DEFINITIONS  areas  from  them.   From the SEGMENTS areas,
       needed fragments are picked  up;  unneeded  fragments  are
       skipped.   From  the  DEFINITIONS area, the definitions of
       needed names are read.  Also are read the  definitions  of
       (not  necessarily  needed)  special  names,  such  as seg-
       ment@@blocksize.  Other definitions are  skipped  to  save

       At  the  end  of the second pass, the linker has the whole
       program read in, represented in an internal  form.   Frag-
       ments  in  every  segment  are placed back-to-back to each
       other, all fragment names become defined, the only  possi-
       bly  undefined  names  at this point are the special names

       The offset optimizer (see ast(1)) is run over the internal
       representation  of  the  program  to minimize the commands
       whose arguments depend on relative positions of fragments,
       and so were nonoptimizable in assembly time.

       The  optimization normally results in most fragments' size
       intervals being narrowed down to constants.  If  any  ele-
       ments  are  still  of variable size after the end of opti-
       mization, their size if fixed at the  higher  boundary  of
       the  size  interval.   If  the actual size of such element
       turns out smaller than the size it is fixed  at,  it  will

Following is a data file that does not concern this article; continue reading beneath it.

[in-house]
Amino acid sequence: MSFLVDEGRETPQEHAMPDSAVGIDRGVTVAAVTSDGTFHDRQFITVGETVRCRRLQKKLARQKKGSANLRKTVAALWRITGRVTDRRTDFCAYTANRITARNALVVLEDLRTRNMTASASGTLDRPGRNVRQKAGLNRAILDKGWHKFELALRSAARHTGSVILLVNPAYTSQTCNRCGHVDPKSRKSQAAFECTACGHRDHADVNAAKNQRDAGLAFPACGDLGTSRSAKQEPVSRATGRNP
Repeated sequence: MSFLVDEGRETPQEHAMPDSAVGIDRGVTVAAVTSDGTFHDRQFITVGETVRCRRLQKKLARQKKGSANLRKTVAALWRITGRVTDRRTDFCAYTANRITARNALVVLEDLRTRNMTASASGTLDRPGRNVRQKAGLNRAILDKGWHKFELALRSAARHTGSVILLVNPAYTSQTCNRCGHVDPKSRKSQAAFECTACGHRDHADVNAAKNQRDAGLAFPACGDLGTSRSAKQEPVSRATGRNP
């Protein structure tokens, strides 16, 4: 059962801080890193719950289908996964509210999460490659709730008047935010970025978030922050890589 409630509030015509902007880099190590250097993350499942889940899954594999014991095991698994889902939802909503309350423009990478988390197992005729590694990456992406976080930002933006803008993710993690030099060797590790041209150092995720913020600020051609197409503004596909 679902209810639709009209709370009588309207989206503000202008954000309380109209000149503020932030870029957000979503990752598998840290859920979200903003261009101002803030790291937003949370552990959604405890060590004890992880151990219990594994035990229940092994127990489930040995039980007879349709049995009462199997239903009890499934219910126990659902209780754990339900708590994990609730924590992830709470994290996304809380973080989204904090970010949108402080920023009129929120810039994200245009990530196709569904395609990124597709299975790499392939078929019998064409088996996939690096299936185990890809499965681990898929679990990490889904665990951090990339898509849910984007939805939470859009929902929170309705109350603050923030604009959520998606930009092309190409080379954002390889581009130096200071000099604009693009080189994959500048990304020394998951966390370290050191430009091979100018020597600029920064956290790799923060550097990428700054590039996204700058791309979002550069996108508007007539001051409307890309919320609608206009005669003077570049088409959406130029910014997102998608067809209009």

have to be padded to that size when the code for that ele-
       ment is generated.

       The linker then performs some simplifying  transformations
       over  the  element chains: DATA and CMD elements with con-
       stant  arguments  are  transformed  into  BLOCK   elements
       (unrolling), and adjacent BLOCK elements are merged.

       Then  the resulting program is written to the output file,
       the linking process is finished.

       lit is capable of traversing archives in the basic  (with-
       out support for long character names and names with embed-
       ded spaces) "!<arch>\n" format.  If ar on your system uses
       a  different  format, get the GNU ar.  Currently, there is
       no ranlib in TTOOLS, and lit cannot use archive index yet;
       this is likely to change in a future release.

       Some  names have special meaning to the linker.  This sec-
       tion enumerates these names and explains their  effect  on
       linker operation.

              represents  the  start  address  of  the segment in